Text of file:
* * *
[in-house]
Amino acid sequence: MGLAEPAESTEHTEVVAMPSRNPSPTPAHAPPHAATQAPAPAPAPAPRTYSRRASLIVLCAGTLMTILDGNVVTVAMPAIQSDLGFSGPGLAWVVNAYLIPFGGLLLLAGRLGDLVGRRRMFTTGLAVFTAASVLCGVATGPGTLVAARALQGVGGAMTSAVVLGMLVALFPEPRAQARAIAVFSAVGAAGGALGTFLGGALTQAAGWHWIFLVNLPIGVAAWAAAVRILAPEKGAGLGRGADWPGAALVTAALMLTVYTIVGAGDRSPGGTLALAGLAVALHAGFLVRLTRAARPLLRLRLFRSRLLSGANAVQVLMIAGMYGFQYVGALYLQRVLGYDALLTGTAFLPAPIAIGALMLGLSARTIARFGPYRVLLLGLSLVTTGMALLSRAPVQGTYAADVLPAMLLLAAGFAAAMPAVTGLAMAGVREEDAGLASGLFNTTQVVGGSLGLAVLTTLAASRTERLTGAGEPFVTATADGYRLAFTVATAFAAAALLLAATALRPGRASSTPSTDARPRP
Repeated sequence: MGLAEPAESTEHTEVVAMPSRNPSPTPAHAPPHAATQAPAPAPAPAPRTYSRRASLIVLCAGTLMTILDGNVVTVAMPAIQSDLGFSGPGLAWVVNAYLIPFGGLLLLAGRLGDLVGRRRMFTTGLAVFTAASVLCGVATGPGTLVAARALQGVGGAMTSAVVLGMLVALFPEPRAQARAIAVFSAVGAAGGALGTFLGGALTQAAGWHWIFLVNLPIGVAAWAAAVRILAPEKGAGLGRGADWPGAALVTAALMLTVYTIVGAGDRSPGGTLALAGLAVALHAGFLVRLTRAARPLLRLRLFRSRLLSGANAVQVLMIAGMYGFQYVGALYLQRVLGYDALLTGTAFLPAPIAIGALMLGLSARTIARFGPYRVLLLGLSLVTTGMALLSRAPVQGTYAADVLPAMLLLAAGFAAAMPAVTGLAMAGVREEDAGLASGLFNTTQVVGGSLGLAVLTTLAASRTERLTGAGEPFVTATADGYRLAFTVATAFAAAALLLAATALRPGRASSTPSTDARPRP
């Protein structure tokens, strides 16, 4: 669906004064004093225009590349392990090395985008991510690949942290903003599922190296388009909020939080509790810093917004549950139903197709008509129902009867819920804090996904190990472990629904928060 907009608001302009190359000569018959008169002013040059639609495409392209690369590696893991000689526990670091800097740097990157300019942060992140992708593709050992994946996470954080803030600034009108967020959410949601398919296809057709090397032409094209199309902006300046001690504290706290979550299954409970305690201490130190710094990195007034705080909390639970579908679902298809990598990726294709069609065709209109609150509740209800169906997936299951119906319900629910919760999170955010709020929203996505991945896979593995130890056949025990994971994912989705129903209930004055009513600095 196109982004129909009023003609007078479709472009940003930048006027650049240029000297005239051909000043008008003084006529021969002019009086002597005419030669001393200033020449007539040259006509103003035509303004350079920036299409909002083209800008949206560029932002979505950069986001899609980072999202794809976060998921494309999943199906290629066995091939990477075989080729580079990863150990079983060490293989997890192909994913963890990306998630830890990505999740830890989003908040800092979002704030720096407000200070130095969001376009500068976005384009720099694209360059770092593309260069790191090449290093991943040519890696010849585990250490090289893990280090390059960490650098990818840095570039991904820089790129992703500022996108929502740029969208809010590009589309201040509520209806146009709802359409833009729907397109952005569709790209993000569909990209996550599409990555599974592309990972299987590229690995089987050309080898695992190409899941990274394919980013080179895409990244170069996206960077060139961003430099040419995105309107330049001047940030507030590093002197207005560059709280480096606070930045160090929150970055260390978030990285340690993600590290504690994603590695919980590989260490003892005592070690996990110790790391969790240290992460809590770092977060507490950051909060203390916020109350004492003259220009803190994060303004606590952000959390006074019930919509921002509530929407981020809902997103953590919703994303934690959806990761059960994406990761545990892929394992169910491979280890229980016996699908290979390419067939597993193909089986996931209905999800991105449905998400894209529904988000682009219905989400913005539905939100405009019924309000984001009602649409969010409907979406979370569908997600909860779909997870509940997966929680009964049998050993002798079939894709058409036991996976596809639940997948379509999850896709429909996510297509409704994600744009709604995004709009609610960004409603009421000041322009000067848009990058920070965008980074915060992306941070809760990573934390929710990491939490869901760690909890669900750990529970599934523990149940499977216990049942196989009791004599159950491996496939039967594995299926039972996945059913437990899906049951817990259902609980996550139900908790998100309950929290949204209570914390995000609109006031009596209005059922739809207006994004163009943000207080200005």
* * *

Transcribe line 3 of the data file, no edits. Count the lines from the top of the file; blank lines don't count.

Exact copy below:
Repeated sequence: MGLAEPAESTEHTEVVAMPSRNPSPTPAHAPPHAATQAPAPAPAPAPRTYSRRASLIVLCAGTLMTILDGNVVTVAMPAIQSDLGFSGPGLAWVVNAYLIPFGGLLLLAGRLGDLVGRRRMFTTGLAVFTAASVLCGVATGPGTLVAARALQGVGGAMTSAVVLGMLVALFPEPRAQARAIAVFSAVGAAGGALGTFLGGALTQAAGWHWIFLVNLPIGVAAWAAAVRILAPEKGAGLGRGADWPGAALVTAALMLTVYTIVGAGDRSPGGTLALAGLAVALHAGFLVRLTRAARPLLRLRLFRSRLLSGANAVQVLMIAGMYGFQYVGALYLQRVLGYDALLTGTAFLPAPIAIGALMLGLSARTIARFGPYRVLLLGLSLVTTGMALLSRAPVQGTYAADVLPAMLLLAAGFAAAMPAVTGLAMAGVREEDAGLASGLFNTTQVVGGSLGLAVLTTLAASRTERLTGAGEPFVTATADGYRLAFTVATAFAAAALLLAATALRPGRASSTPSTDARPRP